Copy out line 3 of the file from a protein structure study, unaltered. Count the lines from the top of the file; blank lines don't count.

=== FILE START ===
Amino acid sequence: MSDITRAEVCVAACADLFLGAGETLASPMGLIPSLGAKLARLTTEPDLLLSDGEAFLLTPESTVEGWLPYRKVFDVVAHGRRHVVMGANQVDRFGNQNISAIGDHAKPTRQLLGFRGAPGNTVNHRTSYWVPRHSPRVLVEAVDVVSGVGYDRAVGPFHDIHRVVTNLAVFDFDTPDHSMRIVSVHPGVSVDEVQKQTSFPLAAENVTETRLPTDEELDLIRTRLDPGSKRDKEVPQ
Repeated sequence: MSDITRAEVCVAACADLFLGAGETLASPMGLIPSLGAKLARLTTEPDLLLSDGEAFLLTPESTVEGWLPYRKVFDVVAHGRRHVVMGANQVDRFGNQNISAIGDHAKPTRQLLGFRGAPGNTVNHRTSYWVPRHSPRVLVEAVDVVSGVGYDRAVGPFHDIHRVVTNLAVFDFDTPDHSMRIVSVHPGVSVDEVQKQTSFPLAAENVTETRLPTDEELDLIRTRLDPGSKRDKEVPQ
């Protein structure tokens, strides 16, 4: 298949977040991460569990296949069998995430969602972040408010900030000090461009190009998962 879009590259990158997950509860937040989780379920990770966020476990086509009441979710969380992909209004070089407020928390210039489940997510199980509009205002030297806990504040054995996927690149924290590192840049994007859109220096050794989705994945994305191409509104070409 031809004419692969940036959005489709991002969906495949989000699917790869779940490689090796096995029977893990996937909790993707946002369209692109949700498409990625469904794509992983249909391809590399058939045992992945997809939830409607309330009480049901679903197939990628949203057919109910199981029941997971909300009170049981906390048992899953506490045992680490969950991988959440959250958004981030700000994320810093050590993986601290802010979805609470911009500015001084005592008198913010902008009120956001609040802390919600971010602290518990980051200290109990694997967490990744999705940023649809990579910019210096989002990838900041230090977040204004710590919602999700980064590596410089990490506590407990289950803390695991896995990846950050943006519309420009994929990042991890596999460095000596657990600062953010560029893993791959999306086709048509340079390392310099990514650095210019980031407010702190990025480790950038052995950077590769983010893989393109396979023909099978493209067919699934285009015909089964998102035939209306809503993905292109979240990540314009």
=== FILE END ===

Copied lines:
């Protein structure tokens, strides 16, 4: 298949977040991460569990296949069998995430969602972040408010900030000090461009190009998962 879009590259990158997950509860937040989780379920990770966020476990086509009441979710969380992909209004070089407020928390210039489940997510199980509009205002030297806990504040054995996927690149924290590192840049994007859109220096050794989705994945994305191409509104070409 031809004419692969940036959005489709991002969906495949989000699917790869779940490689090796096995029977893990996937909790993707946002369209692109949700498409990625469904794509992983249909391809590399058939045992992945997809939830409607309330009480049901679903197939990628949203057919109910199981029941997971909300009170049981906390048992899953506490045992680490969950991988959440959250958004981030700000994320810093050590993986601290802010979805609470911009500015001084005592008198913010902008009120956001609040802390919600971010602290518990980051200290109990694997967490990744999705940023649809990579910019210096989002990838900041230090977040204004710590919602999700980064590596410089990490506590407990289950803390695991896995990846950050943006519309420009994929990042991890596999460095000596657990600062953010560029893993791959999306086709048509340079390392310099990514650095210019980031407010702190990025480790950038052995950077590769983010893989393109396979023909099978493209067919699934285009015909089964998102035939209306809503993905292109979240990540314009």